Small screen is back. After an extraordinarily fiendish (and apparently motiveless) hostage saga in which this column was bound hand and foot with chafing irons in a none too well-appointed dungeon, and subjected to that exquisitely refined torture whereby the victim is deprived of sleep and reason by an aural assault of the complete works of TS Eliot, droned personally by the ghostly larynx of said poet, your hero was finally rescued by a shadowy figure who identified himself only as Moominpapa, and, by some arcane Norwegian magic, plonked back down in front of a comforting cathode-ray device by way of aiding a speedy convalescence. Thoroughly reirradiated, thank you, and just raring to let you know of the latest video releases. Viz: David Attenborough's World of Wildlife, a sumptuous series of six BBC naytcher tapes (out now, pounds 10.99 each). On offer: The Great White Shark, The Great Apes, Sea Otters and Elephant Seals, African Big Cats, Underwater Wonderland, and small screen's personal favourite, The Fox and Wildcat. Ahhh (left). Little foxy.
Where there's a Will
More tasty royal news, with the imminent transmission of Inside Eton (tonight 8.30pm Sky One). Although this documentary falls into the traditional media trap of portraying the boarding school as an entirely antiquated and removed system, it redeems itself with some good camerawork (the film- crew spent two years getting shots) and some insights into the competitive natures both of running such an institution, and of attending one. It seems unlikely that HRH's most formative years will be too much of a shock in a pretty balanced, if over-sheltered environment - and as for bullying in the school showers? Doubtful, when one considers the upper-pectorals of his live-in bodyguards. Anyway, Will's not as precious as one might assume, freshly returned as he is from his illegal quad-biking japes (above) in Aspen, Colorado.
Ars est celare artem
If you've been missing your cultcher of a Sunday night, thrill to the return of The South Bank Show (Sun 10.45pm ITV), profiling the simply massive Clint Eastwood. Other subjects will include William Blake (Peter Ackroyd plugging his new biography, mysteriously enough), lungster Luciano Pavarotti, yowler Jimmy Nail, and loads more. Come here, Melv, daaarling...
It would be easy to diss Terry Christian, but small screen isn't going to. He's cool. You've probably heard that he's just been sacked from his job at Talk Radio UK, which he began in February, for allegedly "encouraging" a guest to speak lewdly about Christ. Notice that Mr Christian never actually said anything offensive himself. Ooh - the mellifluous tinkling of small screen's telephone announces a call from the man himself, laden with exclusive soundbites. "It's all a bit of a mystery to me," he says. "Contrary to popular opinion," he continues wryly, "I've never uttered a profanity on air." So what about this sacking offence then? "Well, you know, I can't stop a guest saying what he says. Those are things I would have expected to be tape dumped by the producer - and they weren't." Talk Radio is looking rather silly, isn't it, readers? Anyway, the good news is that Terry is back on London screens this week as a presenter on the new series of the zippy entertainments mag, Big City (Wed 11.10pm ITV). "It's something more mainstream - you know, The Word was so out there..." He'll be casting his eye over the latest in pop culture every week, and displaying once more his true screen eloquence, in a far different league from the nervous garrulousness favoured by some media pundits. Good. And if you imagined Terry was too big for his boots, think again. Flying up to Edinburgh for the premiere of Braveheart, he discovered he was sitting next to Sean Connery. Did our Tel bother the great man? No, he just sat there in silent awe. Go, Tezza!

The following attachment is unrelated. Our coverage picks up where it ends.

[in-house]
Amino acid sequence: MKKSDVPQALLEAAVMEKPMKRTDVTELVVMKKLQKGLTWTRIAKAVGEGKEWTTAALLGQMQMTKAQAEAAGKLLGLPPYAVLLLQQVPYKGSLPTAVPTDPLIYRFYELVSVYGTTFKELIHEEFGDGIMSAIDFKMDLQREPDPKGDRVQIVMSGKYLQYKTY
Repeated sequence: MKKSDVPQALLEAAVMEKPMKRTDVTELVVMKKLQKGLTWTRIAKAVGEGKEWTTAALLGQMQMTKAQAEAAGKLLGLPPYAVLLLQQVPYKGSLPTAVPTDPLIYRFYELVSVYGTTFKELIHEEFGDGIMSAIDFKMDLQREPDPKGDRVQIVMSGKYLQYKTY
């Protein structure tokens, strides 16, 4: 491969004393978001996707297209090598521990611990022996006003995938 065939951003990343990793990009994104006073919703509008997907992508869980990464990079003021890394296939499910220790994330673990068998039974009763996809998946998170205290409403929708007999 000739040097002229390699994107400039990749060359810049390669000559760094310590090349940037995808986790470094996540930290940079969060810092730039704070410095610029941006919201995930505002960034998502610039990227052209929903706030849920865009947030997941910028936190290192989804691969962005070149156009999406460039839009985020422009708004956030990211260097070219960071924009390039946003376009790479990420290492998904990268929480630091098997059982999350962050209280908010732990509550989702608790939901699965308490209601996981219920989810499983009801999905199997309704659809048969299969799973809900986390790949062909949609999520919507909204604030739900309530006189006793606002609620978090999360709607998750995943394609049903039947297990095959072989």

Compiled by Steven Poole and Rory WatsonReuse content